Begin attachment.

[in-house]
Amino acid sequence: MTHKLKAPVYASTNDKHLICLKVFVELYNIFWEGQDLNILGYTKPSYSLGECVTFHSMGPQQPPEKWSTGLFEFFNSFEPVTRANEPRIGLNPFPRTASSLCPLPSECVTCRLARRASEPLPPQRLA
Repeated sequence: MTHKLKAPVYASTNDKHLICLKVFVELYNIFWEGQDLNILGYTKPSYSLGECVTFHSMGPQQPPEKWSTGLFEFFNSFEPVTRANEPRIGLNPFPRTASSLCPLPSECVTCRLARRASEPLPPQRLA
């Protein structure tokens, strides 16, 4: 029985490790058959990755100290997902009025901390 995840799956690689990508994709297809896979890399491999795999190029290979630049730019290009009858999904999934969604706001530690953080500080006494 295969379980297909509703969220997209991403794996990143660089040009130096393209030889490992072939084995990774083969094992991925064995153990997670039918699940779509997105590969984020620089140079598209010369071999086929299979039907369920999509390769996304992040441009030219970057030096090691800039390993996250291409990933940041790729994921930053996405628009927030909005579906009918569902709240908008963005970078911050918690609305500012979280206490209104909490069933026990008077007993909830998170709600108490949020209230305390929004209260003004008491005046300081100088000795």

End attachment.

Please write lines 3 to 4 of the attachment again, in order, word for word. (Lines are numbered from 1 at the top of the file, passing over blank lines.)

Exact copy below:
Repeated sequence: MTHKLKAPVYASTNDKHLICLKVFVELYNIFWEGQDLNILGYTKPSYSLGECVTFHSMGPQQPPEKWSTGLFEFFNSFEPVTRANEPRIGLNPFPRTASSLCPLPSECVTCRLARRASEPLPPQRLA
């Protein structure tokens, strides 16, 4: 029985490790058959990755100290997902009025901390 995840799956690689990508994709297809896979890399491999795999190029290979630049730019290009009858999904999934969604706001530690953080500080006494 295969379980297909509703969220997209991403794996990143660089040009130096393209030889490992072939084995990774083969094992991925064995153990997670039918699940779509997105590969984020620089140079598209010369071999086929299979039907369920999509390769996304992040441009030219970057030096090691800039390993996250291409990933940041790729994921930053996405628009927030909005579906009918569902709240908008963005970078911050918690609305500012979280206490209104909490069933026990008077007993909830998170709600108490949020209230305390929004209260003004008491005046300081100088000795």